Tuesday, February 14, 2017

A Storm Recap, Then The Next Storm Wednesday

Beautiful satellite image of the big nor'easter off the
Maine coast on Monday.
Now that the big New England snowstorm from Sunday and Monday has mostly ended, we can get ready for the next snowstorm Wednesday.  

This next snowstorm will not be as big as the one we just had, but it will still have some pretty decent impacts in New England Wednesday and Thursday, especially the further north and east you go in the region.

I'll get to the details of that in a bit, but first, we'll review the last storm.

First, here in Vermont, the storm behaved pretty much as expected, with just  few tweaks.

You might remember I said there would be a "shadow" where, west of the Green Mountains, there would be lesser snow totals.

That turned out to be true, but the "shadow" was narrower than many thought. Right up against the west side of the Green Mountains in Addison, Chittenden and Franklin counties, there was only seven to 10 inches of new snow.

But get closer to the lake and you were out of the "shadow." In a stripe from south of Burlington to the Canadian border in the immediate Champlain Valley there was an impressive foot of snow, give or take.

At my house in St. Albans, Vermont, I ended the storm with just over 14 inches of new snow.

Burlington has a foot of snow on the ground for the first time since December 14, 2014.

The most snow reported in the region was 19 inches in Standish, New York and 16 inches at Walden and Georgia Center, Vermont.

In Downeast Maine, Nova Scotia and New Brunswick, the expected blizzard hit, with two feet of snow at least and winds to 55 mph or more.

Lots of trees and power lines fell across eastern Massachusetts, too.


The next in a series of storms is coming across northern New England Wednesday into Thursday.

Storms from the west generally don't have as much moisture, or as much snow as nor'easters, but this is going to be an interesting one nonetheless.

What the Wednesday storm lacks in moisture it makes up for in energy and dynamics. As it crosses New York and into Vermont Wednesday, it looks like it has a good shot at producing gusty snow squalls. Kind of like summer thunderstorms in a way, except snow instead of rain and not all that lightning.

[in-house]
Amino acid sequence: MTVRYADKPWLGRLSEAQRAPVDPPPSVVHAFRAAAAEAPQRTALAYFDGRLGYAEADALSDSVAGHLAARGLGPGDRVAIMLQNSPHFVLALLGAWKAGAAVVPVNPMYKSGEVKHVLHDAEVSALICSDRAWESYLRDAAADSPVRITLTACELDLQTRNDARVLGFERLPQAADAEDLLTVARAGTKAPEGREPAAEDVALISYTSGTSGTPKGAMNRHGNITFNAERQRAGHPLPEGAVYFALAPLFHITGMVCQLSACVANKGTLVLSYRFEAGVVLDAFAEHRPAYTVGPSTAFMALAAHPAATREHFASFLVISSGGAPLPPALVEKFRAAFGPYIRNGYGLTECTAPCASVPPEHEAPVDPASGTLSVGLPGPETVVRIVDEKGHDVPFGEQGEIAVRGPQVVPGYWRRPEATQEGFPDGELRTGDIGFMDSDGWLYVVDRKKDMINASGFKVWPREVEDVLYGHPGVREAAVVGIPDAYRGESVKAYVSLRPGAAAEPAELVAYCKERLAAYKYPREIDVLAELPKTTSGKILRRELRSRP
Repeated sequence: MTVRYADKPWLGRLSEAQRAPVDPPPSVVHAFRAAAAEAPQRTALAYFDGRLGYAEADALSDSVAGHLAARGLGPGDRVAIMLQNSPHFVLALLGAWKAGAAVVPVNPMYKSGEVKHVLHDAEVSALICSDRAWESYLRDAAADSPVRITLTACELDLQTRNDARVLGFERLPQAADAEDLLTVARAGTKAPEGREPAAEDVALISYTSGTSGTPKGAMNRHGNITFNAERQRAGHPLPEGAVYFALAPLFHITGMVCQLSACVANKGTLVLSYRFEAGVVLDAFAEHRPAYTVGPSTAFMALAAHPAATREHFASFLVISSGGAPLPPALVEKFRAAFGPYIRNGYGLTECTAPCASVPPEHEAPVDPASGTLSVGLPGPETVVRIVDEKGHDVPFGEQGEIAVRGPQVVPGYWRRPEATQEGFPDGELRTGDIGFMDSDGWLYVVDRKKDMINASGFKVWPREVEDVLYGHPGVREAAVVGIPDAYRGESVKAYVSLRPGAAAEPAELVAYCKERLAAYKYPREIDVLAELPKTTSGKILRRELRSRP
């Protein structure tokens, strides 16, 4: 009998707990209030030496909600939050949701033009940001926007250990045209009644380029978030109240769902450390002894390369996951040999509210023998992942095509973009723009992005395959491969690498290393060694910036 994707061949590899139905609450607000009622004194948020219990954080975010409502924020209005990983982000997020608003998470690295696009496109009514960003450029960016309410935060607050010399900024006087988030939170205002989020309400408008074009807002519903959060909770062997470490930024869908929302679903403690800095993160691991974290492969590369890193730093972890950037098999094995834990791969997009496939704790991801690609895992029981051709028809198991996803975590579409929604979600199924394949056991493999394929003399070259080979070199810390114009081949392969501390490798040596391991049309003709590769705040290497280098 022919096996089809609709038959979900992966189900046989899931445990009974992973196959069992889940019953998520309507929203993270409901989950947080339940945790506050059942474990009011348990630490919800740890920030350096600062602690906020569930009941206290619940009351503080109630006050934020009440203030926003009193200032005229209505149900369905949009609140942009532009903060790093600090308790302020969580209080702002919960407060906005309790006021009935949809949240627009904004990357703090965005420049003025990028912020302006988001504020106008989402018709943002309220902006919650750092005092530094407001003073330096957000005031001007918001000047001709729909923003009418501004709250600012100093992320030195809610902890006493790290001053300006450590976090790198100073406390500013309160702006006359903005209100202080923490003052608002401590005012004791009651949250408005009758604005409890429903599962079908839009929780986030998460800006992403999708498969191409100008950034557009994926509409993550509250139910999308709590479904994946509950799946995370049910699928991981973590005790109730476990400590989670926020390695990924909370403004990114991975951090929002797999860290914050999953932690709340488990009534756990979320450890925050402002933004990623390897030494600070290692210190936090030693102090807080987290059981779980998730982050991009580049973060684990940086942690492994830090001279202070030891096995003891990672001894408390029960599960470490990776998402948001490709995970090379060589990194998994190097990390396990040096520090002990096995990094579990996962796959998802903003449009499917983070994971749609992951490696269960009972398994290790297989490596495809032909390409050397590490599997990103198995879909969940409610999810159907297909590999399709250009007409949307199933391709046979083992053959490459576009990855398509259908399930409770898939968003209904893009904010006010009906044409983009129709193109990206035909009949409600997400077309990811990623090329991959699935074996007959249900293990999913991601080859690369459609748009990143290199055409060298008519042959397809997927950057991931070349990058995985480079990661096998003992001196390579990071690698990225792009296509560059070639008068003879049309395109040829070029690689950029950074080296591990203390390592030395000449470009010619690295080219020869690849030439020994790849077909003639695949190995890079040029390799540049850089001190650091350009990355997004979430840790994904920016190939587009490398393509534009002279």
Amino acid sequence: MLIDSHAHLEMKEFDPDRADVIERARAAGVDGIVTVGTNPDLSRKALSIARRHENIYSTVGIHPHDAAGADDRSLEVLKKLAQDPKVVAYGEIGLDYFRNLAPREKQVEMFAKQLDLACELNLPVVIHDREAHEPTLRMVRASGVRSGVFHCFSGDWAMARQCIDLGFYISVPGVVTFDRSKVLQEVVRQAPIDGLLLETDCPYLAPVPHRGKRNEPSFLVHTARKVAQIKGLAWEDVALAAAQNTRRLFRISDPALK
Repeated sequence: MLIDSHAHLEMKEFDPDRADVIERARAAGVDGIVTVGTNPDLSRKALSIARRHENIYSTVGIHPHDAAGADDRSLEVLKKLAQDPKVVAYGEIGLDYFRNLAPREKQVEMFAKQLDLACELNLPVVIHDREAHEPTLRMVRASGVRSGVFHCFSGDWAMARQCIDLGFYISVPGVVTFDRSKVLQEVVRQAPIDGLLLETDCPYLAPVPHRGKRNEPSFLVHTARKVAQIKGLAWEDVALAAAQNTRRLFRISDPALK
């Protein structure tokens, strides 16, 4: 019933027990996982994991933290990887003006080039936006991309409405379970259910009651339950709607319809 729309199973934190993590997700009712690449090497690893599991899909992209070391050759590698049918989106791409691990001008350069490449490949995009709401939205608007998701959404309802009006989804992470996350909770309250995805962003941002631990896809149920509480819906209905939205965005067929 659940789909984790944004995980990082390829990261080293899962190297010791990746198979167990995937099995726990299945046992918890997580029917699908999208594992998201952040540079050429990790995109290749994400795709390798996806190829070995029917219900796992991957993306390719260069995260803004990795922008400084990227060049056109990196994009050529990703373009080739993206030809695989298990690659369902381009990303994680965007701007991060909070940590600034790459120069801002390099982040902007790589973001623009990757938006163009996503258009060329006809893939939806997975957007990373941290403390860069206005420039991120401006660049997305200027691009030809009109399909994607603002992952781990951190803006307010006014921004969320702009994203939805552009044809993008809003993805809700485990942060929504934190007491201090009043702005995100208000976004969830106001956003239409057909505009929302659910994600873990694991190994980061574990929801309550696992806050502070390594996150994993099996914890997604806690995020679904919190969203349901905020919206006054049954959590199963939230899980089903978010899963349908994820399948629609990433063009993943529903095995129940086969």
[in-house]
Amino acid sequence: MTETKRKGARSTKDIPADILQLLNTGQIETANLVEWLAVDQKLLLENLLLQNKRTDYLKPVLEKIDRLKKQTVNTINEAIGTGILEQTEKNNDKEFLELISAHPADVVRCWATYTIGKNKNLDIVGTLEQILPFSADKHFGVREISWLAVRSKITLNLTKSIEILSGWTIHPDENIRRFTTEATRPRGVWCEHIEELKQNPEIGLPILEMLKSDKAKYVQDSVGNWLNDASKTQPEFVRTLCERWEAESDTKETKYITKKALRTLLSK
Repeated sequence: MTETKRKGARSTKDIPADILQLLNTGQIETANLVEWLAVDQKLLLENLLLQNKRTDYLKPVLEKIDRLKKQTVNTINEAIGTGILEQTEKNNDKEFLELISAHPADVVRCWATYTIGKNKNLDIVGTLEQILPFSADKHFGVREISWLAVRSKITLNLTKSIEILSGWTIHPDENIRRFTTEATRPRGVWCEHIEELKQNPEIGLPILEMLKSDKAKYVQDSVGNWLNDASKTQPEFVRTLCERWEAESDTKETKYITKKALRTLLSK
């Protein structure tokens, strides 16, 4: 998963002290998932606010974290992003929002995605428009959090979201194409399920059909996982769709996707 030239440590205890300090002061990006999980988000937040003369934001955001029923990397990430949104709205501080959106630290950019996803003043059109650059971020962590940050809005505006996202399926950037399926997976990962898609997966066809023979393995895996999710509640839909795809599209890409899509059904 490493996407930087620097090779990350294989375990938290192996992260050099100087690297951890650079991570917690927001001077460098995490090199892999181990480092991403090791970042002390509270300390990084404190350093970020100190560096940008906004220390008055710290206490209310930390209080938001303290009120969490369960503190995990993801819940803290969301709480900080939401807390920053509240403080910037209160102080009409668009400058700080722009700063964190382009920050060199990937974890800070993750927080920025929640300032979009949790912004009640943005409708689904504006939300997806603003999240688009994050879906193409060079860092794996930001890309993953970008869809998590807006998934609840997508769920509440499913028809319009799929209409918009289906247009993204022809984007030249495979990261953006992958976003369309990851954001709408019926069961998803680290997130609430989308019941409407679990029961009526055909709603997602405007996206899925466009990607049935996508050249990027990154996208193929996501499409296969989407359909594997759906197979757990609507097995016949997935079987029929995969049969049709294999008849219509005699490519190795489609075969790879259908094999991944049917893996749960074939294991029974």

Forecast map from the National Weather Service
in South Burlington for snow Wednesday and
Thursday. Click on the image to make it bigger
and easier to see. 

There could be brief mixes with rain in the warmer valleys during the afternoon Wednesday, but this will be predominantly snow.

The weather Wednesday could turn out to be quite variable in Vermont. There might be moments with peeks of sun and fairly mild temperatures in the 30s, then an abrupt blinding squall.

Be prepared for quick weather changes out on the roads.

As the storm crosses northern New England, it will transfer its considerable energy and whip up - yes - another nor'easter.

The nor'easter Wednesday night an Thursday will dump most of its snow on New Hampshire and Maine, but will throw back some moisture into Vermont, especially the Northeast Kingdom.

As it stands now, most of Vermont south and west of Interstate 89 between White River Junction and Burlington will get 2 to 4 inches of snow. The northern Champlain Valley, up by St. Albans, and cenral Vermont, places like Montpelier, and Morrisville are up for storm totals of four to six inches.

In Vermont's Northeast Kingdom, a winter storm watch is in effect for six to eight inches of new snow from this new storm Wednesday and Thursday

Forecasts of course, will be tweaked, but what I just described is the general consensus right now.

Central and northern New Hampshire and the southern half of Maine are also under winter storm watches, with up to a foot of new snow forecast there. That's on top of the big storms they've already had, so I don't know where they're going to put all this powder.

After this next storm, we're still anticipating a break from the New England storminess Friday through at least Monday. Things look like they might get active, and warmer next week.

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